Meridia Side Effects
Generic Name: sibutramine
Note: This document contains side effect information about sibutramine. Some of the dosage forms listed on this page may not apply to the brand name Meridia.
Applies to sibutramine: oral capsule
General side effects, unrelated to a specific organ system, have included headaches (30.3%), back pain (8.2%), flu syndrome (8.2%), accidental injury (5.9%), asthenia (5.9%), abdominal pain (4.5%), chest pain (1.8%), and neck pain (1.6%).[Ref]
Nervous system side effects have included dry mouth (17.2%), insomnia (10.7%), dizziness (7.0%), nervousness (5.2%), anxiety (4.5%), depression (4.3%), paresthesia (2.0%), somnolence (1.7%), CNS stimulation (1.5%), emotional lability (1.3%), amnesia, abnormal dreams, abnormal gait, amnesia, anger, cerebrovascular accident, impaired concentration, confusion, aggravated depression, Gilles de la Tourette's syndrome, hypesthesia, decreased libido, increased libido, mood changes, nightmares, short term memory loss, speech disorder, transient ischemic attack, tremor, twitch, and vertigo. Less than 0.1% of patients have experienced seizures during therapy.[Ref]
Gastrointestinal side effects have included anorexia (13.0%), constipation (11.5%), increased appetite (8.7%), nausea (5.9%), dyspepsia (5.0%), gastritis (1.7%), vomiting (1.5%), and rectal disorder (1.2%).[Ref]
Musculoskeletal aches and pains associated with the use of this drug have included arthralgia (5.9%), myalgia (1.9%), tenosynovitis (1.2%), and joint disorder (1.1%).[Ref]
Dermatologic side effects have included rash (3.8%), sweating (2.5%), herpes simplex (1.3%), and acne (1.0%). A case of severe bullous drug eruption due to sibutramine (the active ingredient contained in Meridia) has also been reported.[Ref]
The manufacturer has reported that in placebo-controlled obesity studies, sibutramine (the active ingredient contained in Meridia) 5 to 20 mg once a day has been associated with mean increases in systolic and diastolic blood pressure of approximately 1 to 3 mm Hg relative to placebo, and mean increases in pulse rate of approximately 4 to 5 beats per minute.[Ref]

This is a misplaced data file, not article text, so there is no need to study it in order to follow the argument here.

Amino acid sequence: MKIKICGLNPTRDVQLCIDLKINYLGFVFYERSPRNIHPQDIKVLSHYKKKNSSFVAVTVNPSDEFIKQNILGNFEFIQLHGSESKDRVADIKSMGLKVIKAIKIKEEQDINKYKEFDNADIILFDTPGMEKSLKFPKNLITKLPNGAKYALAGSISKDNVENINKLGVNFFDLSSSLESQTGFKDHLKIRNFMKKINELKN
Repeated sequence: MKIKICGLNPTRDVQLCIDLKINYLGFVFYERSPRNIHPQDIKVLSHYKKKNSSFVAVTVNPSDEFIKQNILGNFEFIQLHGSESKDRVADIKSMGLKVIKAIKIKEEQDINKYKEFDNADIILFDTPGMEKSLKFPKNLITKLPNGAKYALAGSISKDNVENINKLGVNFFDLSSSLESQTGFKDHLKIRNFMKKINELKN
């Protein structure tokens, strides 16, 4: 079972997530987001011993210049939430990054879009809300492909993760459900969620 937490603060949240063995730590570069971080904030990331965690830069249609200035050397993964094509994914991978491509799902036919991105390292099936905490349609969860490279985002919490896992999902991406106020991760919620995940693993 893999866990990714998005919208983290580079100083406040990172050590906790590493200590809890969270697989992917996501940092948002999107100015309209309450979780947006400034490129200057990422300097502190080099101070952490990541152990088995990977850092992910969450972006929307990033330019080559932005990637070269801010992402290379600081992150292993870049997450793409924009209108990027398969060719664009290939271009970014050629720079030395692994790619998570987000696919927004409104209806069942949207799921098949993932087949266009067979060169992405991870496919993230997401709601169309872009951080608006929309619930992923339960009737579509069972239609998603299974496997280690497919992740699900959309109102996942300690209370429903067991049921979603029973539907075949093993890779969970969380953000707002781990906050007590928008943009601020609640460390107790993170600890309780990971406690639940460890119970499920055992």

Cardiovascular side effects have included tachycardia (2.6%), vasodilation (2.4%), migraine (2.4%), hypertension/increased blood pressure (2.1%), and palpitation (2.0%), arrhythmias, myocardial infarction, and cardiac arrest. A few cases of QT interval prolongation have also been reported.[Ref]
Other side effects have included taste perversion (2.2%), ear disorder (1.7%), and ear pain (1.1%).[Ref]
Hematologic side effects including significant improvements in serum triglyceride and HDL-C levels have been reported.[Ref]
If depression occurs during treatment with sibutramine (the active ingredient contained in Meridia) further evaluation of the patient may be necessary.[Ref]
Psychiatric side effects including cases of depression, psychosis, mania, suicidal ideation and suicide have been reported. If any of these events should occur during treatment with sibutramine, discontinuation should be considered. One case of exacerbation of panic attacks has also been reported.[Ref]
1. "Product Information. Meridia (sibutramine)." Knoll Pharmaceutical Company, Whippany, NJ.
2. Clark DW, Harrison-Woolrych M "Sibutramine may be associated with memory impairment." BMJ 329 (2004): 1316
3. Goh BK, Ng PP, Giam YC "Severe bullous drug eruption due to sibutramine (Reductil(R))." Br J Dermatol 149 (2003): 215-6
4. Ernest D, Gershenzon A, Corallo CE, Nagappan R "Sibutramine-Associated QT Interval Prolongation and Cardiac Arrest (October)." Ann Pharmacother (2008):
5. Harrison-Woolrych M, Clark DW, Hill GR, Rees MI, Skinner JR "QT interval prolongation associated with sibutramine treatment." Br J Clin Pharmacol 61 (2006): 464-9
6. Dujovne CA, Zavoral JH, Rowe E, Mendel CM "Effects of sibutramine on body weight and serum lipids: a double-blind, randomized, placebo-controlled study in 322 overweight and obese patients with dyslipidemia." Am Heart J 142 (2001): 489-97
7. Rosenbohm A, Bux CJ, Connemann BJ "Psychosis with sibutramine." J Clin Psychopharmacol 27 (2007): 315-7
8. Binkley K, Knowles SR "Sibutramine and Panic Attacks." Am J Psychiatry 159 (2002): 1793-1794
Some side effects may not be reported. You may report them to the FDA.